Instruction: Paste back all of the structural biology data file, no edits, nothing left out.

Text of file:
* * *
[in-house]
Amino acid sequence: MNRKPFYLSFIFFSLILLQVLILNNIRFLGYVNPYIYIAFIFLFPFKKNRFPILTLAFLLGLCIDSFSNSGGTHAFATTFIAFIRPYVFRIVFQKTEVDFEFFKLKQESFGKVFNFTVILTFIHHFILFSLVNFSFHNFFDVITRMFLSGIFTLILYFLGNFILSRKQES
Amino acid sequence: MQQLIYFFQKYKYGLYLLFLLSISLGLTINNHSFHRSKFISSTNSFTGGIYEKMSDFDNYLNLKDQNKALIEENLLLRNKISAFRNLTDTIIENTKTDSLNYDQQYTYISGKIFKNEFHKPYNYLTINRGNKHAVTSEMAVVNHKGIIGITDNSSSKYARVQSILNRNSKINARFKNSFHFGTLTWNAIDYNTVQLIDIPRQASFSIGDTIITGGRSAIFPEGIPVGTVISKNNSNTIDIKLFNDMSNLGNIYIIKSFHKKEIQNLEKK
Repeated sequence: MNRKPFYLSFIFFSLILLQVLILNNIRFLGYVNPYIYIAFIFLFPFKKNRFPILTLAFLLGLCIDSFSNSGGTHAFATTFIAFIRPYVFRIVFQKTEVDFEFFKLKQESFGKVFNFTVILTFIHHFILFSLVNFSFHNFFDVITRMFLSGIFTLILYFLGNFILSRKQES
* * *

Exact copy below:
[in-house]
Amino acid sequence: MNRKPFYLSFIFFSLILLQVLILNNIRFLGYVNPYIYIAFIFLFPFKKNRFPILTLAFLLGLCIDSFSNSGGTHAFATTFIAFIRPYVFRIVFQKTEVDFEFFKLKQESFGKVFNFTVILTFIHHFILFSLVNFSFHNFFDVITRMFLSGIFTLILYFLGNFILSRKQES
Amino acid sequence: MQQLIYFFQKYKYGLYLLFLLSISLGLTINNHSFHRSKFISSTNSFTGGIYEKMSDFDNYLNLKDQNKALIEENLLLRNKISAFRNLTDTIIENTKTDSLNYDQQYTYISGKIFKNEFHKPYNYLTINRGNKHAVTSEMAVVNHKGIIGITDNSSSKYARVQSILNRNSKINARFKNSFHFGTLTWNAIDYNTVQLIDIPRQASFSIGDTIITGGRSAIFPEGIPVGTVISKNNSNTIDIKLFNDMSNLGNIYIIKSFHKKEIQNLEKK
Repeated sequence: MNRKPFYLSFIFFSLILLQVLILNNIRFLGYVNPYIYIAFIFLFPFKKNRFPILTLAFLLGLCIDSFSNSGGTHAFATTFIAFIRPYVFRIVFQKTEVDFEFFKLKQESFGKVFNFTVILTFIHHFILFSLVNFSFHNFFDVITRMFLSGIFTLILYFLGNFILSRKQES